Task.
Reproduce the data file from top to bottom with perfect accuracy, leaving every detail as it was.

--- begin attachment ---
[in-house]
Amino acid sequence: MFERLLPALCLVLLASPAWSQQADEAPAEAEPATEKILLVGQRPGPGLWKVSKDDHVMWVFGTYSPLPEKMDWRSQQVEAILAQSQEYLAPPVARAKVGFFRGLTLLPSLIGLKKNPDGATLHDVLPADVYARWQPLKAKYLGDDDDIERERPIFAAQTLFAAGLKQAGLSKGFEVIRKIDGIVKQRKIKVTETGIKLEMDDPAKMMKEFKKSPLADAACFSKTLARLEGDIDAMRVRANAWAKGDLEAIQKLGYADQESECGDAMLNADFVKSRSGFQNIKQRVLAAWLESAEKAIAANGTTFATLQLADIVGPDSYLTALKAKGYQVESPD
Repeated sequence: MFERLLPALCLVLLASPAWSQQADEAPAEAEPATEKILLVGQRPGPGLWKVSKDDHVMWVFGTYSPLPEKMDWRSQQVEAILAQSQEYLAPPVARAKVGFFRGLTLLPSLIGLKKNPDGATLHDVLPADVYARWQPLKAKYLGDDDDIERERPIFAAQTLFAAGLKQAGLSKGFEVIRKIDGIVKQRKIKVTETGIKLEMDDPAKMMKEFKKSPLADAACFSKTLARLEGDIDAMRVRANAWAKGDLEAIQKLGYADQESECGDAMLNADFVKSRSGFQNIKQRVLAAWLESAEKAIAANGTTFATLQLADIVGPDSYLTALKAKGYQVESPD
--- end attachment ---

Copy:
[in-house]
Amino acid sequence: MFERLLPALCLVLLASPAWSQQADEAPAEAEPATEKILLVGQRPGPGLWKVSKDDHVMWVFGTYSPLPEKMDWRSQQVEAILAQSQEYLAPPVARAKVGFFRGLTLLPSLIGLKKNPDGATLHDVLPADVYARWQPLKAKYLGDDDDIERERPIFAAQTLFAAGLKQAGLSKGFEVIRKIDGIVKQRKIKVTETGIKLEMDDPAKMMKEFKKSPLADAACFSKTLARLEGDIDAMRVRANAWAKGDLEAIQKLGYADQESECGDAMLNADFVKSRSGFQNIKQRVLAAWLESAEKAIAANGTTFATLQLADIVGPDSYLTALKAKGYQVESPD
Repeated sequence: MFERLLPALCLVLLASPAWSQQADEAPAEAEPATEKILLVGQRPGPGLWKVSKDDHVMWVFGTYSPLPEKMDWRSQQVEAILAQSQEYLAPPVARAKVGFFRGLTLLPSLIGLKKNPDGATLHDVLPADVYARWQPLKAKYLGDDDDIERERPIFAAQTLFAAGLKQAGLSKGFEVIRKIDGIVKQRKIKVTETGIKLEMDDPAKMMKEFKKSPLADAACFSKTLARLEGDIDAMRVRANAWAKGDLEAIQKLGYADQESECGDAMLNADFVKSRSGFQNIKQRVLAAWLESAEKAIAANGTTFATLQLADIVGPDSYLTALKAKGYQVESPD